Crisis app for Afghans provides real-time updates on threats

With journalists under siege, crowdsourcing helps people stay safe in Kabul.

A crisis app for Afghans is using crowdsourced data to deliver real-time information on dangerous activity in the wake of the Taliban takeover.

“We just want to alleviate some of the anxieties that Afghans have in these uncertain and volatile times,” Sara Wahedi, founder of Ehtesab, the startup behind the app, told the Financial Times.

The challenge: In 2001, U.S. forces invaded Afghanistan, deposing the Taliban. Now that the last of those troops are leaving, the Taliban has regained control of the nation, taking its capital, Kabul, on August 15.

Since then, life in Kabul has been exceedingly chaotic and dangerous for residents.

“This is an Afghan-led and funded, fully 100 percent Afghan team working on this.”

Sara Wahedi

In addition to power outages and roadblocks, they’re also navigating gunfire, suicide bombings, and other acts of violence — and getting up-to-date information on all this activity is incredibly difficult.

“[The Taliban] are raiding homes and cracking down on journalists, [and] also whoever is involved with the aspects of reporting,” Wahedi told Rest of World.

A crisis app for Afghans: Ehtesab’s goal is to close that information gap with an app for Afghans that uses crowdsourced data to provide real-time updates on the situation in Kabul. 

Vetted users report activity through a private WhatsApp group, and the startup’s 20-person team — all Afghans under the age of 25 — then fact-checks the tips.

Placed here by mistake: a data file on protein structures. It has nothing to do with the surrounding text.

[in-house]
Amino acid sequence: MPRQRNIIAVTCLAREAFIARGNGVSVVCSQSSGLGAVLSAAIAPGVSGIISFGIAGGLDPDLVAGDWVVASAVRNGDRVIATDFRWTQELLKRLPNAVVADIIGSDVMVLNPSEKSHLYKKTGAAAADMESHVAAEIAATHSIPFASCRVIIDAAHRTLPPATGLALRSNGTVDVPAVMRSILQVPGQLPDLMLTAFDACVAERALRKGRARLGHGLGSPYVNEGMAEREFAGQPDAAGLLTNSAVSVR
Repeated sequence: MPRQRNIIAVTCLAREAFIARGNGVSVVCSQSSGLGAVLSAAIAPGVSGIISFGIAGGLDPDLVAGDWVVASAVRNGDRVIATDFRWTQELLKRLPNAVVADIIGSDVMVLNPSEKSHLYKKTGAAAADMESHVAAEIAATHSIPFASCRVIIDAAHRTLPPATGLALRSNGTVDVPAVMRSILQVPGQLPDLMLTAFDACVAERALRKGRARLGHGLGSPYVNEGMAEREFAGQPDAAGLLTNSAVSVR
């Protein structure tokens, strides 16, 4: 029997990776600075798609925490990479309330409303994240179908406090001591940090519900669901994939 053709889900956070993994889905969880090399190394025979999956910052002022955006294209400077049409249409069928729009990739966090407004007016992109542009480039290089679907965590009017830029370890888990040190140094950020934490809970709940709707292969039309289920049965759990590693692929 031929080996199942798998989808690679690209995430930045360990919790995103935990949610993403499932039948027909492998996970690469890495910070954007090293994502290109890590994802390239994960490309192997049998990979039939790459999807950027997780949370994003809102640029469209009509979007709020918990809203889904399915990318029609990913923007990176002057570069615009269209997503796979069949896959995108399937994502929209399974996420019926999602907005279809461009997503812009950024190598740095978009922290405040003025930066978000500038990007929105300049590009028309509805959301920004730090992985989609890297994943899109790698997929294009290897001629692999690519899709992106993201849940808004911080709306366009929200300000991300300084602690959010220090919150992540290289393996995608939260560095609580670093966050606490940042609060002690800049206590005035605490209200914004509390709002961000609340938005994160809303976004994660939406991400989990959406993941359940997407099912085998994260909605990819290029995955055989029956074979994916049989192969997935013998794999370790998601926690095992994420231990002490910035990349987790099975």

app for afghans
An example of the information on Ehtesab. Credit: Ehtesab

“This is an Afghan-led and funded, fully 100 percent Afghan team working on this,” Wahedi said.

App users can opt to receive push notifications about activity near their location. They can also submit their own tips, along with video or audio of incidents. 

The current situation: Ehtesab launched its app for Afghans in March 2020, and prior to the Taliban takeover of Kabul, the startup was able to source information from police and government organizations.

It’s now having to adapt to life without those resources and “find different ways of garnering data about the city and security,” Wahedi said. 

“People will turn to Ehtesab for information … especially if they keep on clamping down on journalists”

Sara Wahedi

The startup is also having to cope with the increased threat to its staff.

Any information about female members has been wiped from its website, and the entire team is now working remotely — Wahedi from Canada, where she has dual citizenship, while the rest are still in Afghanistan.

To minimize its risk, the startup has stopped using the word “Taliban” in alerts, too, instead opting for general terms such as “roadblock” to warn users of danger in an area.

Looking ahead: Ehtasab is currently raising money through a GoFundMe campaign to hire full-time workers and expand its app’s capabilities. Wahedi also tweeted on August 26 that multiple investors have reached out to work with the startup in the wake of the Taliban takeover. 

For now, she’s hopeful that internet access won’t be cut off in Kabul given that the Taliban itself regularly uses the service and that Ehtasab will be able to continue its mission of helping Afghans stay safe.

“So long as the Taliban do not restrict internet access, people will turn to Ehtesab for information and what’s going on in the city,” she told the Globe and Mail. “This, especially if they keep on clamping down on journalists and people are forced to stay home.”

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